— Incentives to the Study of the Ancient Period of American History • Henry R. Schoolcraft

... returned to England for confirmation therein. Coming back to America he settled in the ministry at East Haddam, Conn. Some fifteen years later, in August, 1757, he died, while on a visit to Philadelphia, at the residence of his friend, Benjamin Franklin, then publisher of the Pennsylvania Gazette, who spoke of him, in an obituary notice in his paper, as "a gentleman of a humane and pious disposition, indefatigable in his ministry, easy and affable in his conversation, open ...
— The Bay State Monthly, Volume II. No. 2, November, 1884 • Various

... two boys had little time to examine the many interesting things in the forester's office because their train was due within a short time after they reached Oakdale. They made the acquaintance of the forester's assistant, Mr. Franklin Conover, and soon started for the railroad station, leaving their ...
— The Young Wireless Operator—As a Fire Patrol - The Story of a Young Wireless Amateur Who Made Good as a Fire Patrol • Lewis E. Theiss

... after a moment, "I guess I'll get down that old Franklin from the garret to-morrow and see if it ...
— Taken Alive • E. P. Roe

... 1846, my oldest son, Harvey S., was married to Huldah West, of Adrian, and my oldest daughter, Esther M., was at the same hour married to Almon Camburn, of Franklin, both of our own county. The mother's earnest prayer was, that these children might prove each other's burden-sharers, thereby doubling the joys, as well as dividing the sorrows, of life. My daughter's husband was one of our students, and in ...
— A Woman's Life-Work - Labors and Experiences • Laura S. Haviland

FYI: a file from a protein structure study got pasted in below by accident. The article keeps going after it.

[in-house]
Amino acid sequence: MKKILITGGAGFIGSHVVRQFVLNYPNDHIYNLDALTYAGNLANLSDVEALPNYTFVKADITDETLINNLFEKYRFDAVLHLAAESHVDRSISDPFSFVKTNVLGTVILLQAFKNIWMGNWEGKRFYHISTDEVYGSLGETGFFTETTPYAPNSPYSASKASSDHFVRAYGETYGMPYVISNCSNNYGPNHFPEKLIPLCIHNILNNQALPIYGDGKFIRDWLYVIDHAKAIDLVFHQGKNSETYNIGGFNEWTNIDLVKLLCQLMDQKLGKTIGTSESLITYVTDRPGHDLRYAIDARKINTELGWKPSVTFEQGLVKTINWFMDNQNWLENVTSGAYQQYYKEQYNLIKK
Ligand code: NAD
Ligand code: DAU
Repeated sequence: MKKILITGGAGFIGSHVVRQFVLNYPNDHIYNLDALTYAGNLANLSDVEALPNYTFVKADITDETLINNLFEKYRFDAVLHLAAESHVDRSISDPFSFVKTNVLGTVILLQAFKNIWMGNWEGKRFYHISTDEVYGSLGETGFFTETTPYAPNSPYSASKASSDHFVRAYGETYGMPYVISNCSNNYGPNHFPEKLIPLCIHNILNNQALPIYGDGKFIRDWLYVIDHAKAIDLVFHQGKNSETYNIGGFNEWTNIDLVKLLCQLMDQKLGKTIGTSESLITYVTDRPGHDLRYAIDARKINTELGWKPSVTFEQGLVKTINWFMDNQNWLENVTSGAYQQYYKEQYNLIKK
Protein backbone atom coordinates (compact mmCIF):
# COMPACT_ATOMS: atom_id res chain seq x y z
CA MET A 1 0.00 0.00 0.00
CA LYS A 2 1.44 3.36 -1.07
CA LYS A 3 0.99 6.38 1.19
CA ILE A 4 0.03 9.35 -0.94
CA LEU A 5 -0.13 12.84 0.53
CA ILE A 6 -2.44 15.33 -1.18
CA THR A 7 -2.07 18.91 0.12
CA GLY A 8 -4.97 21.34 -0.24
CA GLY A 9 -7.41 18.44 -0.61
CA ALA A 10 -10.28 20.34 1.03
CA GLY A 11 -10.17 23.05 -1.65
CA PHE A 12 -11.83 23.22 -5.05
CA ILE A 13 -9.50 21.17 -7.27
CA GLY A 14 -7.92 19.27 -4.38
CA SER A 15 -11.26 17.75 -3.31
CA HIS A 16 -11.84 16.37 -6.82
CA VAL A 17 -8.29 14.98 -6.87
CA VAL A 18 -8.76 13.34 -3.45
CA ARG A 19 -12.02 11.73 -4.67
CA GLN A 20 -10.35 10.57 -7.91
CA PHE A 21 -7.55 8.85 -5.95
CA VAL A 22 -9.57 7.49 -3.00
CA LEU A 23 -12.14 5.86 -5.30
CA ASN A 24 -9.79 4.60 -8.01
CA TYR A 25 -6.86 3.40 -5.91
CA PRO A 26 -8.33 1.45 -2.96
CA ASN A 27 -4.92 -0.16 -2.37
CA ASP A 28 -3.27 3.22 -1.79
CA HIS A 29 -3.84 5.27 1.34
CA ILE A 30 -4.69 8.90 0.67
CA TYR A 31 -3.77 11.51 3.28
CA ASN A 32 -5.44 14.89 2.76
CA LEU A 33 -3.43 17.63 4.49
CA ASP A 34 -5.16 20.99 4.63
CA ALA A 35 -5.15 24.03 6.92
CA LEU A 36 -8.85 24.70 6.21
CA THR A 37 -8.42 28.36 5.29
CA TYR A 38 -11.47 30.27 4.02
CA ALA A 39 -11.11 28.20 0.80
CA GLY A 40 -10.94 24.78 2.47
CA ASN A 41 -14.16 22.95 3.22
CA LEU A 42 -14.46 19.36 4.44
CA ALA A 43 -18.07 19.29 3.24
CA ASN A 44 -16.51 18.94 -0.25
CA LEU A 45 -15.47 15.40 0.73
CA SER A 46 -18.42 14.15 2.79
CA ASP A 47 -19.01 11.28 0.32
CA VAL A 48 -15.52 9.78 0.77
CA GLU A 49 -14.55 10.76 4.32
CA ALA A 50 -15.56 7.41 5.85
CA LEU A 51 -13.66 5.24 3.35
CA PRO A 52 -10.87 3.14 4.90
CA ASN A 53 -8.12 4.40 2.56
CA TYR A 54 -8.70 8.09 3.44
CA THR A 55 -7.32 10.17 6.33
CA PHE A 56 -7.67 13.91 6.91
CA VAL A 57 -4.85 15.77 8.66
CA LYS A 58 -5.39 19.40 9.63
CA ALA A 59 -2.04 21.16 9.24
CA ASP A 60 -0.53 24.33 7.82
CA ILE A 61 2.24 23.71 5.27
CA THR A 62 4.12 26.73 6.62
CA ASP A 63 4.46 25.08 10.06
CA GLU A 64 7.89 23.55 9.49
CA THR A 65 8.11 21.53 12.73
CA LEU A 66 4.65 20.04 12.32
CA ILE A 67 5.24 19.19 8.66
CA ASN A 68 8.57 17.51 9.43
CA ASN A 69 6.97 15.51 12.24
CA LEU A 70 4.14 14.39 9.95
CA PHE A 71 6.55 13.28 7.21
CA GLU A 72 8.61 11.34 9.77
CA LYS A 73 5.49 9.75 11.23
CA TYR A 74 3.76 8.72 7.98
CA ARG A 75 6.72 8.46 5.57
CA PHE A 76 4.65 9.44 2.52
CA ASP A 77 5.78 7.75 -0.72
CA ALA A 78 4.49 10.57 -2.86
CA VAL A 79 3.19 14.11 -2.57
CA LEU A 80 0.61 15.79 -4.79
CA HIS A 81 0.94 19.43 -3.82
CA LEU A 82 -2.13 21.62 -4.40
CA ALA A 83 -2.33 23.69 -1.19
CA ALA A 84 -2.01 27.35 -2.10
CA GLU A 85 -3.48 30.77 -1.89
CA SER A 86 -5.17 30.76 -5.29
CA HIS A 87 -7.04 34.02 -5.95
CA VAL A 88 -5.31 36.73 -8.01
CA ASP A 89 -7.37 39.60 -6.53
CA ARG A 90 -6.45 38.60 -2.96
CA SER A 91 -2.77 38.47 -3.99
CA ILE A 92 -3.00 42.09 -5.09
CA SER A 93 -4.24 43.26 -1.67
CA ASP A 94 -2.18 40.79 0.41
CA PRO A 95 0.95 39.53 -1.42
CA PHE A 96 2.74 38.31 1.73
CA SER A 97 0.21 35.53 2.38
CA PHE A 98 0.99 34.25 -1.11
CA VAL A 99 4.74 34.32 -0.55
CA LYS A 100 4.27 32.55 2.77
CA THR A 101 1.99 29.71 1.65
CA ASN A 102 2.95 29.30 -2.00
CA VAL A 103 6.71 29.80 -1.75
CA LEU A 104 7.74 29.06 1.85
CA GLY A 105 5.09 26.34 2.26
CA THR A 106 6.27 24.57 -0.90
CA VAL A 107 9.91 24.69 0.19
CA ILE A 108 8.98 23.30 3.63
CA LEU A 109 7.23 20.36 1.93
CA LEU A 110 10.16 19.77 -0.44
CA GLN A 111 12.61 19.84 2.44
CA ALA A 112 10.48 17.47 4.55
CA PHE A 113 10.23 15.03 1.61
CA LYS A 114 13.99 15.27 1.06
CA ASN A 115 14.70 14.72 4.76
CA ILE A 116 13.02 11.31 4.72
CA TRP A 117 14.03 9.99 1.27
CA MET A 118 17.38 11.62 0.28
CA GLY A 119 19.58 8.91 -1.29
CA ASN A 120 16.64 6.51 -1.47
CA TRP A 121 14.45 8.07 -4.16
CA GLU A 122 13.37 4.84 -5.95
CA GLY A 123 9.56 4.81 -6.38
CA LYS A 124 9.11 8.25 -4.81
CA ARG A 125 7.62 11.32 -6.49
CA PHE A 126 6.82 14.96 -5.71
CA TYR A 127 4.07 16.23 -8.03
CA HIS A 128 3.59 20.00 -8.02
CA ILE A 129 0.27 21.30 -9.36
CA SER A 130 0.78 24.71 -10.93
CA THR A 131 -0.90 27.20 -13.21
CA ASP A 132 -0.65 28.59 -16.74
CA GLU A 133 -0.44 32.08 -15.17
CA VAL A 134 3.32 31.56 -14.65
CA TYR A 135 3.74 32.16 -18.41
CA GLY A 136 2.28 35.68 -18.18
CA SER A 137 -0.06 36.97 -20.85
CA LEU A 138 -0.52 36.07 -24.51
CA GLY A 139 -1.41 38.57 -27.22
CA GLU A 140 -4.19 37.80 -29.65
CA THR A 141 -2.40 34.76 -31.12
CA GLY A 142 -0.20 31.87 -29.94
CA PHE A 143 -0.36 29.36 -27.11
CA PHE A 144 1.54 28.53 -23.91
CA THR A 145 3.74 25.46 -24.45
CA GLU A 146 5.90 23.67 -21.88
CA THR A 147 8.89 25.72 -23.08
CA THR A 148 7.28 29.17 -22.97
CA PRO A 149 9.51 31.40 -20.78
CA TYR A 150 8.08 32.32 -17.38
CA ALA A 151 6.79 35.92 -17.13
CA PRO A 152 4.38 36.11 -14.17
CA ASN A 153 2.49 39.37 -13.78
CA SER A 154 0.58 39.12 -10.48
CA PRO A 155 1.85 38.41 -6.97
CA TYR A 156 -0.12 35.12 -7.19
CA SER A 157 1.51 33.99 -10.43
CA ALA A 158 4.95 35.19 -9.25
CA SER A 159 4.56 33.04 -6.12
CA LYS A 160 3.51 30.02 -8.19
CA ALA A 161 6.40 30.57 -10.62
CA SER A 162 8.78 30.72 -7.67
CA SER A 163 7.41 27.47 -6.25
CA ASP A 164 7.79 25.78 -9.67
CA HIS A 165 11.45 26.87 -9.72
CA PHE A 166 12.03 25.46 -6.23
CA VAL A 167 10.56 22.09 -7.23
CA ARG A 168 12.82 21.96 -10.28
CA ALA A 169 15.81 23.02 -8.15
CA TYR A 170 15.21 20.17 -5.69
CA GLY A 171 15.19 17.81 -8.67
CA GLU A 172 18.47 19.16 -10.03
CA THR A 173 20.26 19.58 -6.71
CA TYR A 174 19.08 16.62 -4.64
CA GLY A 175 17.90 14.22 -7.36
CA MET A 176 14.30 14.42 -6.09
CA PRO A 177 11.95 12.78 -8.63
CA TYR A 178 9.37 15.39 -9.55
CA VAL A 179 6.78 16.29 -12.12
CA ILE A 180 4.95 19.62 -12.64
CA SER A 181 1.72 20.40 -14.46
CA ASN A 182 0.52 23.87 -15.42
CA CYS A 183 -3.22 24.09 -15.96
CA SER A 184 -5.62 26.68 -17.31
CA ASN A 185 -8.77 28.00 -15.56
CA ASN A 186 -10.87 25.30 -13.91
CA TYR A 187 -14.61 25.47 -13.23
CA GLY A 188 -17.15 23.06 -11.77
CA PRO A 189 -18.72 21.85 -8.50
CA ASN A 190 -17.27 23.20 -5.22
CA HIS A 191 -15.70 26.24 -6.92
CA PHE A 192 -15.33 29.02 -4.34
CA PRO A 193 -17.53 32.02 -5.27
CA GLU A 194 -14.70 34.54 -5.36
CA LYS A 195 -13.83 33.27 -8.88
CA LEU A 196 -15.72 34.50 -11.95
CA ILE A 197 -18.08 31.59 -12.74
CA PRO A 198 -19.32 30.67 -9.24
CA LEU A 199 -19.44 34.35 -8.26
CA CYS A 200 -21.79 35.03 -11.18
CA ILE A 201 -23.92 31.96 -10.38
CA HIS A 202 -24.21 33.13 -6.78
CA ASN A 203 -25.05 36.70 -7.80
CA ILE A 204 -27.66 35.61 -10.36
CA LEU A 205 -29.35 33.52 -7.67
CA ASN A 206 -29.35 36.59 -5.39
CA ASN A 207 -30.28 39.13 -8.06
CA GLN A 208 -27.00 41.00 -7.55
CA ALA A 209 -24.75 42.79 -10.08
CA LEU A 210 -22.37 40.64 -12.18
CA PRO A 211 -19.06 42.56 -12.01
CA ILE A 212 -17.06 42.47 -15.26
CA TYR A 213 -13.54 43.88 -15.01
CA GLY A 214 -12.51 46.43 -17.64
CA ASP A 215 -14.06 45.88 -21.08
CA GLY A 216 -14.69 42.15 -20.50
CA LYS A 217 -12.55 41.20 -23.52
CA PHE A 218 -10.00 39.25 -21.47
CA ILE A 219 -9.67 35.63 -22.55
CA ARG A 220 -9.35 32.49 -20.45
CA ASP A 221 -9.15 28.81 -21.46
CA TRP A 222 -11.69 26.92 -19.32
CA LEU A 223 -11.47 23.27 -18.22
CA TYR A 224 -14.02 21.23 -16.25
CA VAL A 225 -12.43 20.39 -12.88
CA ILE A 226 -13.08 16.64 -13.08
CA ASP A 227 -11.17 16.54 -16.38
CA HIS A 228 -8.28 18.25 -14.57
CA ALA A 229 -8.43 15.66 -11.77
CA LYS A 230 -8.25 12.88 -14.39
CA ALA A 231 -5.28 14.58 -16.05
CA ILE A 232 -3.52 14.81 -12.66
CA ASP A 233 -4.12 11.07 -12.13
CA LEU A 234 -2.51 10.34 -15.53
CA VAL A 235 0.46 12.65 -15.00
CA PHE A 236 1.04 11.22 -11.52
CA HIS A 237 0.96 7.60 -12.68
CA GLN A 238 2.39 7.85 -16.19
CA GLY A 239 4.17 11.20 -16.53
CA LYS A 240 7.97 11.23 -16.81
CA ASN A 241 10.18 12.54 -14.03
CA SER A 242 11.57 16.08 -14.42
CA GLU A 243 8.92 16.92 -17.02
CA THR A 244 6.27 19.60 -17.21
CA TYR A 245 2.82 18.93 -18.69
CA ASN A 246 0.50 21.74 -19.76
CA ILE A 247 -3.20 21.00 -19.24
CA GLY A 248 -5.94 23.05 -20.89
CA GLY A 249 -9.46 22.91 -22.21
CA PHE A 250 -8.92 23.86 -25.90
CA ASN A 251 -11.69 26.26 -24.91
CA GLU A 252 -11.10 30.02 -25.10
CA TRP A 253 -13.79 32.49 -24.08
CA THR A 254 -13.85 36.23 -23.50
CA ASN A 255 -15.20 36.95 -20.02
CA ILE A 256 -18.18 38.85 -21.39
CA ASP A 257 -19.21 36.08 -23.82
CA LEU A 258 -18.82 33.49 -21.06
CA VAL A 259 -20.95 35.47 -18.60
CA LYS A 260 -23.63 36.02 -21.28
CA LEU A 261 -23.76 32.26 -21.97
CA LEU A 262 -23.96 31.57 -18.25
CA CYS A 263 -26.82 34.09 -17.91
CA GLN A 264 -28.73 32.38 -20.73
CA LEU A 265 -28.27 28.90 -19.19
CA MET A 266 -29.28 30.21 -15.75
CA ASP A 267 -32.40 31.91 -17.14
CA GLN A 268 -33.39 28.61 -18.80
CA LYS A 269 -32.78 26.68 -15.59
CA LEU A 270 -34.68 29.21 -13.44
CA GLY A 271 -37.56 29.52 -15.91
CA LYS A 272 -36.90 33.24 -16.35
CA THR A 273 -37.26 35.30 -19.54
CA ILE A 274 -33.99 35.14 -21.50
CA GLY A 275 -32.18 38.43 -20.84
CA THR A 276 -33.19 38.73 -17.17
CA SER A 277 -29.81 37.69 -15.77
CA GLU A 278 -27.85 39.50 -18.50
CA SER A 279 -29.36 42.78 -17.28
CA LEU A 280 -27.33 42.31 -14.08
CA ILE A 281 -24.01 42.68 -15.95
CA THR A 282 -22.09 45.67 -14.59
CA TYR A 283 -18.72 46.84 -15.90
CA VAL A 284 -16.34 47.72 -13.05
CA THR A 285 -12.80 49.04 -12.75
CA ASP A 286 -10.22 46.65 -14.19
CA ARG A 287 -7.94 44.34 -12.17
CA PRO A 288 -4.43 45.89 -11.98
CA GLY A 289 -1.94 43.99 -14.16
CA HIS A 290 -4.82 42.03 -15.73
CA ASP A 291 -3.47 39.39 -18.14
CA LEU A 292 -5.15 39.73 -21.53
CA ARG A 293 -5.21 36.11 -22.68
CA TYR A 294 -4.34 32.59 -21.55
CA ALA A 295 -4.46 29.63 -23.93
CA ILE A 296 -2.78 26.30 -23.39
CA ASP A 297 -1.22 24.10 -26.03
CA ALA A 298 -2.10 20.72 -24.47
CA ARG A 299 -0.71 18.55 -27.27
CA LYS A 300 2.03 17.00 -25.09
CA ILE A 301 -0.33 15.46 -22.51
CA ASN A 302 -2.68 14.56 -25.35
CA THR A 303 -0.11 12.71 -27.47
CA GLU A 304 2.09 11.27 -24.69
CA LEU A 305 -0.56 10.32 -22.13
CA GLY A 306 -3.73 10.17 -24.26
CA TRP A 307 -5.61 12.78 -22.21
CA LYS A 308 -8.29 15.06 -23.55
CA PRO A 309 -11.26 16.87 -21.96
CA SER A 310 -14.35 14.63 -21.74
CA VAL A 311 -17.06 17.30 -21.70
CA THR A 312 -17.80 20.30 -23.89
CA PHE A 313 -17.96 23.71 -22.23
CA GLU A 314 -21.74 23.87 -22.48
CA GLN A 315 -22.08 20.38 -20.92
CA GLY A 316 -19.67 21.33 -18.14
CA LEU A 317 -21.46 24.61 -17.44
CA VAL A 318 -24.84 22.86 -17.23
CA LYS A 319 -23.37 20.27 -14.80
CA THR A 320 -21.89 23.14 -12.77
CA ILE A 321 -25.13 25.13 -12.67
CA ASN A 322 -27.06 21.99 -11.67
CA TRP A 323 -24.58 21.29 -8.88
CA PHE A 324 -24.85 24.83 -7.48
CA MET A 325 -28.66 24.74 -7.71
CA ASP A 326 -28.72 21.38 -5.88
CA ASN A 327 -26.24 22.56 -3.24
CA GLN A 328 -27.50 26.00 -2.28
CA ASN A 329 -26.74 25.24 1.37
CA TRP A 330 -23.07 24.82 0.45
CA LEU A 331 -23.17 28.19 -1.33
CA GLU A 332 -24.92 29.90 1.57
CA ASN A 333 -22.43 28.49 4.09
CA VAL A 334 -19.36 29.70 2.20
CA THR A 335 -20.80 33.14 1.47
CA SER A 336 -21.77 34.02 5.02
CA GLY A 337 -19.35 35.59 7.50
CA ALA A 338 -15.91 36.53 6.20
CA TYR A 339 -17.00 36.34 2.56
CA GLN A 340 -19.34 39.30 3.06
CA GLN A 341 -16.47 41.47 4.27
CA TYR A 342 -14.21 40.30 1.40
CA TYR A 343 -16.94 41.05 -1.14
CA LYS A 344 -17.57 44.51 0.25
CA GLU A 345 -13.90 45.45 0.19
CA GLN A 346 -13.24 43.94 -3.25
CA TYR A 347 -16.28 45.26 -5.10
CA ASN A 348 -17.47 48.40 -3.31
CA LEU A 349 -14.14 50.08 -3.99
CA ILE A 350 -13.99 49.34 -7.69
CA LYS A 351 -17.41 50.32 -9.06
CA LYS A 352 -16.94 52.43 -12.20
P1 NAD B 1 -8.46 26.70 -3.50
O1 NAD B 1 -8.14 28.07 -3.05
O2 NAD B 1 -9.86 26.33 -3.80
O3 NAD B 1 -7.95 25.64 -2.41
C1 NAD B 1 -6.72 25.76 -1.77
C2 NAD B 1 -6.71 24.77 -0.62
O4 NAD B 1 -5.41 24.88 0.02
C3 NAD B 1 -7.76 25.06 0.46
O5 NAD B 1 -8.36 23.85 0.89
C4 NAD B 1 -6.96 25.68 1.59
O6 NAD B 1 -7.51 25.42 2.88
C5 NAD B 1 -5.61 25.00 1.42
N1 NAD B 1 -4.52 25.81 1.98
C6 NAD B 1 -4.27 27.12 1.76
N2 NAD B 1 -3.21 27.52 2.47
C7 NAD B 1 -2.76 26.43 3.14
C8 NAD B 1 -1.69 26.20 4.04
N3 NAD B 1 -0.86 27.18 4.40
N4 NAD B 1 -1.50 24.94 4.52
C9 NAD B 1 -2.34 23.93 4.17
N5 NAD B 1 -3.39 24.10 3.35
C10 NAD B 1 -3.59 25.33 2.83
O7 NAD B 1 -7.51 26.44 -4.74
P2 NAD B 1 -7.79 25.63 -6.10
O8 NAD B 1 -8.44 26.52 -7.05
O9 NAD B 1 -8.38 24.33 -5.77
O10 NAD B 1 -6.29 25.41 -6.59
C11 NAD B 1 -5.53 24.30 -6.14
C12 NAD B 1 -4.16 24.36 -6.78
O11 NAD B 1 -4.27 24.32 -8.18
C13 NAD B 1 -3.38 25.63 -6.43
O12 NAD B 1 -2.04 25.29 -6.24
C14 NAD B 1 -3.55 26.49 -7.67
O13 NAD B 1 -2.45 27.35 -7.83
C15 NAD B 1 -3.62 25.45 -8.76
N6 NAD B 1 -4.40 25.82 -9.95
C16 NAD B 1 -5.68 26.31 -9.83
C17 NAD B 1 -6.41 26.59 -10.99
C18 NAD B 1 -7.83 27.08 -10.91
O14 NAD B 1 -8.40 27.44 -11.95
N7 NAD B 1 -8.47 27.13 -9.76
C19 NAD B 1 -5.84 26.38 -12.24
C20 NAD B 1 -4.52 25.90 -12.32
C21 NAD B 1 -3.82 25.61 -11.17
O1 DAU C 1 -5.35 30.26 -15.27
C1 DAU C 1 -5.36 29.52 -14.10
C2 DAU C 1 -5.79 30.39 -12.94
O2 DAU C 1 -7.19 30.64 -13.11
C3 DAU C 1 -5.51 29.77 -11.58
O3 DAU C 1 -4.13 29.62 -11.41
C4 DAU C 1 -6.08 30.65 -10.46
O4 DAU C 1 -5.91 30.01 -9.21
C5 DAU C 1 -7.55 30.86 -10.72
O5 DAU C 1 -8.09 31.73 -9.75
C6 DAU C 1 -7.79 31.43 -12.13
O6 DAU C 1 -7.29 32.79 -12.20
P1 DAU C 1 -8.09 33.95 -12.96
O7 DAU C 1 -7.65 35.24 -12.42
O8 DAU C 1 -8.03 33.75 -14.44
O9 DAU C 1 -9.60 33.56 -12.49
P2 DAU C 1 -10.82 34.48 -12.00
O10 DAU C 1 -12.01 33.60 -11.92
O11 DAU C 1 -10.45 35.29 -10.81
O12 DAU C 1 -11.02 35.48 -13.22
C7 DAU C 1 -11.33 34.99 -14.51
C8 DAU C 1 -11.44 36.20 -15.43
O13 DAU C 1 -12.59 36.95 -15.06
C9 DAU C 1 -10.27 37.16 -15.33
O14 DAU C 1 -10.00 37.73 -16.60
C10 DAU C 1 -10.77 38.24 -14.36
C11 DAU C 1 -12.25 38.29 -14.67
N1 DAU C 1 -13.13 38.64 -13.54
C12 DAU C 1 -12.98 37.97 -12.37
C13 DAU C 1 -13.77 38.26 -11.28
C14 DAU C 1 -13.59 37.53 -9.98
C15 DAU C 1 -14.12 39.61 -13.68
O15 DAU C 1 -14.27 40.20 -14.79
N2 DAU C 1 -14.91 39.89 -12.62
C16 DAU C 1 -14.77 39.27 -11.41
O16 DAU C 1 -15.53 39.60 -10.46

... San Francisco. Hemphill, Rev. Joseph, Presbyterian Church, Noe Valley, San Francisco. Hewes, Rev. Mr., Baptist Church, Mission District, San Francisco. Horton, Rev. Mr., Presbyterian Church, Fourteenth and Franklin streets, Oakland. Hagar, Rev. E.W., Episcopal Church, Stockton, California. Happersett, Rev. Mr., Presbyterian Church, Stockton, California. Jewell, Rev. Frank, Methodist Church, Mission street, San Francisco. Kip, Bishop Ingraham, ...
— Sixty Years of California Song • Margaret Blake-Alverson

... of Science only. Ray was the son of a blacksmith, Watt of a shipwright, Franklin of a tallow-chandler, Dalton of a handloom weaver, Frauenhofer of a glazier, Laplace of a farmer, Linnaeus of a poor curate, Faraday of a blacksmith, Lamarck of a banker's clerk; Davy was an apothecary's assistant, Galileo, Kepler, Sprengel, Cuvier, and Sir W. Herschel were all children ...
— The Pleasures of Life • Sir John Lubbock

... dim too. I knows my age, good. Old Miss, she told me when I got sold—"Boss, you is 13—borned Christmas. Be sure to tell your new misses and she put you down in her book." My borned name was Pruitt 'cause I got borned on Robert Pruitt's plantation in Georgia,—Franklin County, Georgia. But Blackwell, it my freed name. You see, miss, after my mammy got sold down to Augusta—I wisht I could tell you the man what bought her, I ain't never seed him since,—I was sold to go to Arkansas; Jefferson county, Arkansas. Then was when old ...
— Slave Narratives: A Folk History of Slavery in the United States - Volume II. Arkansas Narratives. Part I • Work Projects Administration

... Slater, 1843, with six charming lithographs by J. C. Horsley, R.A. (one of which is reproduced on p. 11); the "Honey Stew," of the Countess Bertha Jeremiah How, 1846, with coloured plates by Harrison Weir; "Early Days of English Princes," with capital illustrations by John Franklin; and a series of Pleasant Books for Young Children, 6d. plain and 1s. coloured, ...